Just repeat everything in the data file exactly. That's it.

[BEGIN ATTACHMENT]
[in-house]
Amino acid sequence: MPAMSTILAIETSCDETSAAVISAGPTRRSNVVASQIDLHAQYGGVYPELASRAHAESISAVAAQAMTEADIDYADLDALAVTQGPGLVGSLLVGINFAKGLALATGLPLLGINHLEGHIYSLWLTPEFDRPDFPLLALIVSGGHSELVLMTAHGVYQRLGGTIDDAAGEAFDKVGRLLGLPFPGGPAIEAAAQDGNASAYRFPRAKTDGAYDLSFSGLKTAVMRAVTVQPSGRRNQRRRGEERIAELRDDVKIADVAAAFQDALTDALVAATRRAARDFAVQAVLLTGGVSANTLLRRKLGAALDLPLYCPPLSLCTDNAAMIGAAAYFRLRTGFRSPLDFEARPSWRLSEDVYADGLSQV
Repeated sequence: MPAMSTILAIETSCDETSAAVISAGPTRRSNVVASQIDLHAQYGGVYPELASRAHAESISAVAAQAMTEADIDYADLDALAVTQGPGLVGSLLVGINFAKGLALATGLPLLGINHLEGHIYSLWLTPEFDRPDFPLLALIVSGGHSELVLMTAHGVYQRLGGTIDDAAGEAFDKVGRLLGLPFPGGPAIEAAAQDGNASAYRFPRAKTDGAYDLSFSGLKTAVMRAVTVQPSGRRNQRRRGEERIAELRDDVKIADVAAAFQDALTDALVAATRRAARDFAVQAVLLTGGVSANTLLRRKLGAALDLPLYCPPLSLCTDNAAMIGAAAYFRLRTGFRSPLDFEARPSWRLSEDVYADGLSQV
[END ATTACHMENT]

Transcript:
[in-house]
Amino acid sequence: MPAMSTILAIETSCDETSAAVISAGPTRRSNVVASQIDLHAQYGGVYPELASRAHAESISAVAAQAMTEADIDYADLDALAVTQGPGLVGSLLVGINFAKGLALATGLPLLGINHLEGHIYSLWLTPEFDRPDFPLLALIVSGGHSELVLMTAHGVYQRLGGTIDDAAGEAFDKVGRLLGLPFPGGPAIEAAAQDGNASAYRFPRAKTDGAYDLSFSGLKTAVMRAVTVQPSGRRNQRRRGEERIAELRDDVKIADVAAAFQDALTDALVAATRRAARDFAVQAVLLTGGVSANTLLRRKLGAALDLPLYCPPLSLCTDNAAMIGAAAYFRLRTGFRSPLDFEARPSWRLSEDVYADGLSQV
Repeated sequence: MPAMSTILAIETSCDETSAAVISAGPTRRSNVVASQIDLHAQYGGVYPELASRAHAESISAVAAQAMTEADIDYADLDALAVTQGPGLVGSLLVGINFAKGLALATGLPLLGINHLEGHIYSLWLTPEFDRPDFPLLALIVSGGHSELVLMTAHGVYQRLGGTIDDAAGEAFDKVGRLLGLPFPGGPAIEAAAQDGNASAYRFPRAKTDGAYDLSFSGLKTAVMRAVTVQPSGRRNQRRRGEERIAELRDDVKIADVAAAFQDALTDALVAATRRAARDFAVQAVLLTGGVSANTLLRRKLGAALDLPLYCPPLSLCTDNAAMIGAAAYFRLRTGFRSPLDFEARPSWRLSEDVYADGLSQV